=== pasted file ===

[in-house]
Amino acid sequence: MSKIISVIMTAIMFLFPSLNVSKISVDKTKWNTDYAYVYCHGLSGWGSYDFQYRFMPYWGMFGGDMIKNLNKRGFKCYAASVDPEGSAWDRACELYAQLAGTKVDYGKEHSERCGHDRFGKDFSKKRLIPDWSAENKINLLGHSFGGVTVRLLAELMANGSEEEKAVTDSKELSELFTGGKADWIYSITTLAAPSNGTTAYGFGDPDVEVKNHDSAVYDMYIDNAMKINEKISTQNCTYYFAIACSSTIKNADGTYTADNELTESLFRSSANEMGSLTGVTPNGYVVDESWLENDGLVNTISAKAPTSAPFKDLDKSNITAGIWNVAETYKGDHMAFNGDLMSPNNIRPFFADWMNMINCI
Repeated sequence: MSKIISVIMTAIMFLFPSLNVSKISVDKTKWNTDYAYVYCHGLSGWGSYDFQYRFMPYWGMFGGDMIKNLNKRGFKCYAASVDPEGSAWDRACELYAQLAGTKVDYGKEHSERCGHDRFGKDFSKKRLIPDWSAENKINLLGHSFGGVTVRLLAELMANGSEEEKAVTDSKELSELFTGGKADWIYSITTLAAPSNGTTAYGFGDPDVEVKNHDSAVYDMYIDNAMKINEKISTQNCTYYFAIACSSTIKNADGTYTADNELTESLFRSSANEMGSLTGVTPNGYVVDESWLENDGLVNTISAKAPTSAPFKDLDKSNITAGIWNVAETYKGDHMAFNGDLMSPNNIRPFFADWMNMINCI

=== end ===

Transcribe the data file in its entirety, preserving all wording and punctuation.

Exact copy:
[in-house]
Amino acid sequence: MSKIISVIMTAIMFLFPSLNVSKISVDKTKWNTDYAYVYCHGLSGWGSYDFQYRFMPYWGMFGGDMIKNLNKRGFKCYAASVDPEGSAWDRACELYAQLAGTKVDYGKEHSERCGHDRFGKDFSKKRLIPDWSAENKINLLGHSFGGVTVRLLAELMANGSEEEKAVTDSKELSELFTGGKADWIYSITTLAAPSNGTTAYGFGDPDVEVKNHDSAVYDMYIDNAMKINEKISTQNCTYYFAIACSSTIKNADGTYTADNELTESLFRSSANEMGSLTGVTPNGYVVDESWLENDGLVNTISAKAPTSAPFKDLDKSNITAGIWNVAETYKGDHMAFNGDLMSPNNIRPFFADWMNMINCI
Repeated sequence: MSKIISVIMTAIMFLFPSLNVSKISVDKTKWNTDYAYVYCHGLSGWGSYDFQYRFMPYWGMFGGDMIKNLNKRGFKCYAASVDPEGSAWDRACELYAQLAGTKVDYGKEHSERCGHDRFGKDFSKKRLIPDWSAENKINLLGHSFGGVTVRLLAELMANGSEEEKAVTDSKELSELFTGGKADWIYSITTLAAPSNGTTAYGFGDPDVEVKNHDSAVYDMYIDNAMKINEKISTQNCTYYFAIACSSTIKNADGTYTADNELTESLFRSSANEMGSLTGVTPNGYVVDESWLENDGLVNTISAKAPTSAPFKDLDKSNITAGIWNVAETYKGDHMAFNGDLMSPNNIRPFFADWMNMINCI